I wanted to like this book. Really. Considering I had ordered it from halfway around the world, I wanted to enjoy it. I saw that Downton Abbey also has a American heiress called Cora; I wanted to enjoy this. But all throughout this book I was wondering, is this it? Where is the suspense, the moment of crisis? Was I missing it? Was it too subtly written? Have I read too many books like this one? This book brought back memories of the Luxe series by Anna Godbersen in the way dresses are lavishly described, the writing is similar and the rich American girl setting. I liked it marginally better than the Luxe series but I don’t think I’ll be going back for more any time soon – it’s confusing whether this is a long book for young adult readers or a light read for older readers.
The plot is straightforward – Cora Cash, rich American heiress has anything money can buy (including gold hummingbirds and digging for gem treasures – and that’s just at parties). However, her mother wants her to be titled. After Cora is caught in a compromising clinch with Teddy (rich, but not titled) and Mrs Cash is disfigured when her electricity dress catches fire, Cora goes to England to find a suitably titled husband in need of her money. After falling off her horse, she is discovered by Ivo, the new Lord of Wareham. She falls in love with him and they get married very early on in the book. The intrigue involves a portrait, a friend who is not all she seems, an increasingly distant husband and a snooty mother-in-law. It’s kind of predictable and the ending is quite rushed, with feelings changing each paragraph. I still wonder if Cora got what she wanted – or even knew what she wanted, after pressures from family and friends.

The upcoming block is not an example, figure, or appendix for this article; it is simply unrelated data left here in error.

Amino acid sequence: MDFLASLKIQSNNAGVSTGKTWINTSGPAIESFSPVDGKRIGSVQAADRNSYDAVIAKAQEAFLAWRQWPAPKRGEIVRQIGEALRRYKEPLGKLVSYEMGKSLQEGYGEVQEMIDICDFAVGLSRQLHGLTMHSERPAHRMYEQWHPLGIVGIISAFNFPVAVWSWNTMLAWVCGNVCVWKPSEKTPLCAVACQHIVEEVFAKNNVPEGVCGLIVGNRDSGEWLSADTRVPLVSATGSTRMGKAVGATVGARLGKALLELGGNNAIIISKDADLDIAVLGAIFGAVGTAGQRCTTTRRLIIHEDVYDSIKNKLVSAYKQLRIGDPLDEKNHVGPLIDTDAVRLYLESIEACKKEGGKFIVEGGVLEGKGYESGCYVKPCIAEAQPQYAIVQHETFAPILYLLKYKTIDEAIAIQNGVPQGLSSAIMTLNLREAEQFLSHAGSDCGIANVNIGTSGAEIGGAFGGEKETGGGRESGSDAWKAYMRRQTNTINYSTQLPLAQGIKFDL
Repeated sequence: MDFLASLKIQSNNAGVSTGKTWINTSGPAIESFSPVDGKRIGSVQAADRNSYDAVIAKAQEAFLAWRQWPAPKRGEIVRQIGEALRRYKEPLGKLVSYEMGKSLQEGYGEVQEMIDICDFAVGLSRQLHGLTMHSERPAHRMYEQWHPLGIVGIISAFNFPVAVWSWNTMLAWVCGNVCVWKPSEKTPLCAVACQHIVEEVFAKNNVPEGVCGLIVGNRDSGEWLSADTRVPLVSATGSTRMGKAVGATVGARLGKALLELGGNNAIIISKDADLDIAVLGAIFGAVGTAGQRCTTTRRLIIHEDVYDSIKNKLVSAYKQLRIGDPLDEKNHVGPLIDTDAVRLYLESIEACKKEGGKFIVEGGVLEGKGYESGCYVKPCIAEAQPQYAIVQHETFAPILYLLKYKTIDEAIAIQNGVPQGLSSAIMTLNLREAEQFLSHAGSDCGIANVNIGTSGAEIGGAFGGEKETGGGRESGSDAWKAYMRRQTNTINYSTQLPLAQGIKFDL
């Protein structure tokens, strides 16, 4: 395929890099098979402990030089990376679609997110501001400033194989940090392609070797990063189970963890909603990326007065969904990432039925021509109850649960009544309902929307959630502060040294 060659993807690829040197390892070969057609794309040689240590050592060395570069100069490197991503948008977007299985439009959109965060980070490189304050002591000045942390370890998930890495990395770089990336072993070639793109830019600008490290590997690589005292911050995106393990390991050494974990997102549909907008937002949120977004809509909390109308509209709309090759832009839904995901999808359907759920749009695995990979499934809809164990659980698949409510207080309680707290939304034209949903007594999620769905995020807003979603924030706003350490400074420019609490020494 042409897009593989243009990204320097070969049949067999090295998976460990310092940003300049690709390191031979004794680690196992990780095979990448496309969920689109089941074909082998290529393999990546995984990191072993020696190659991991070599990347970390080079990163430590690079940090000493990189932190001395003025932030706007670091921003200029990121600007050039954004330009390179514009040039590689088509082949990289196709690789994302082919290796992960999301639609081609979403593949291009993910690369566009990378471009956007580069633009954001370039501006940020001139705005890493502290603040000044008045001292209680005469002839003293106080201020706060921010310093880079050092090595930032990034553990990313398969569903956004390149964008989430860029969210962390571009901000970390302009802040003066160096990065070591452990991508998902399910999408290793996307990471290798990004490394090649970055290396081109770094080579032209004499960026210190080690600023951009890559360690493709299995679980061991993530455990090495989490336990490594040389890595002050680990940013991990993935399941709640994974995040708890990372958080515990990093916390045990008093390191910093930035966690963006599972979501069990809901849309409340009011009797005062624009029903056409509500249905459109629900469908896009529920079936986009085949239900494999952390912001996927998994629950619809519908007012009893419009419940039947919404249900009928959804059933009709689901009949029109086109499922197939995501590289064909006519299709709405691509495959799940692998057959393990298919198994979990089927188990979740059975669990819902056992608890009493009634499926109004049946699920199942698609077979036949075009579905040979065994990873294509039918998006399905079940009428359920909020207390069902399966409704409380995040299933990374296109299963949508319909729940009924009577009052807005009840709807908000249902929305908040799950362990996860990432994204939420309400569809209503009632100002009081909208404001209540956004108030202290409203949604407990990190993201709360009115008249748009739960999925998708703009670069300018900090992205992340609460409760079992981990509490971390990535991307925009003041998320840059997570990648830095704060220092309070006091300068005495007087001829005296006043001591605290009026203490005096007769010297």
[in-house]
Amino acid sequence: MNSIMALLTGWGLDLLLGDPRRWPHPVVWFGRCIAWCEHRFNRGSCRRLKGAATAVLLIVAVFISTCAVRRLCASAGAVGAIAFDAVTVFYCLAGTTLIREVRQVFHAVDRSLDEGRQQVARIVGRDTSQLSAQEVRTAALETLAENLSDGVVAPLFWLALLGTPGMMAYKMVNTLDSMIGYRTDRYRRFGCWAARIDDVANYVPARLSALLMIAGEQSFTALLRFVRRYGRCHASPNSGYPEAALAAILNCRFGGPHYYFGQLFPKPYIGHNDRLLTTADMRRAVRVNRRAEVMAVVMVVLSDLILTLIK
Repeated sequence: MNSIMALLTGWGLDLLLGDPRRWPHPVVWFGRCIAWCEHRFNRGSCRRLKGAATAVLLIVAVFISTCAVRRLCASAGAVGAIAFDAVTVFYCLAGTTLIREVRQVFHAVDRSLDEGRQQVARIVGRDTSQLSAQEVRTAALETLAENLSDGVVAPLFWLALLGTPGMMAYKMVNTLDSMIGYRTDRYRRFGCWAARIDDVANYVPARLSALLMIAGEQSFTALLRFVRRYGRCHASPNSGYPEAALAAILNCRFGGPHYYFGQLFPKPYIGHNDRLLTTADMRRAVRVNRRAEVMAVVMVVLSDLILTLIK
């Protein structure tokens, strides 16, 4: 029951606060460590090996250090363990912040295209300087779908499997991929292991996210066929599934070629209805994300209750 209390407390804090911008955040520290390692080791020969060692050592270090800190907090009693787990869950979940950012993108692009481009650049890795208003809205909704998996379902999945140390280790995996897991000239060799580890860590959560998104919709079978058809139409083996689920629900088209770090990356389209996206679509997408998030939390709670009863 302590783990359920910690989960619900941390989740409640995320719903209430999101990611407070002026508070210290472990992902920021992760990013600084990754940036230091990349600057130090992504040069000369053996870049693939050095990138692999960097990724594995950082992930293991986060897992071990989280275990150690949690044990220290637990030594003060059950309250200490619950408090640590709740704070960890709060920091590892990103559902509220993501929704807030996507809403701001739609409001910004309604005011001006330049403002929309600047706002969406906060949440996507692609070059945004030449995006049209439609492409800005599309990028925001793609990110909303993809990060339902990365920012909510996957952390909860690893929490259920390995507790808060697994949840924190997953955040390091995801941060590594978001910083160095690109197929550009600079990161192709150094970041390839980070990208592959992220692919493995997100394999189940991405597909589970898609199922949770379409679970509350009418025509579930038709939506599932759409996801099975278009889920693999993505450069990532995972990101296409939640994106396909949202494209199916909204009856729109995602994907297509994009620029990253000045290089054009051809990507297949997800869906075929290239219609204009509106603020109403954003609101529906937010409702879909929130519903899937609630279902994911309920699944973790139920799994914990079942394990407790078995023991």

Some characters were drawn better than others – the Duke remained an enigma to me, dipping in and out of the action frequently. Cora’s mother was determined while Cora was confused for me. Was the naming of the rich heiress – ‘Cash’ deliberate? I think it was a pun this book didn’t need to have. The historical setting is dealt with lightly, we get the gist of the time but none of the politics or defining events.
Yes, it was predictable but perhaps this is a new fashion – historical chick lit. Some have likened this book to those written by Jane Austen or Edith Wharton but I believe that the prose is too simple for that.
Note that this book also goes by the title The American Heiress.
Read this if: you loved the Luxe series or like historical chick-lit.
6.5 out of 10.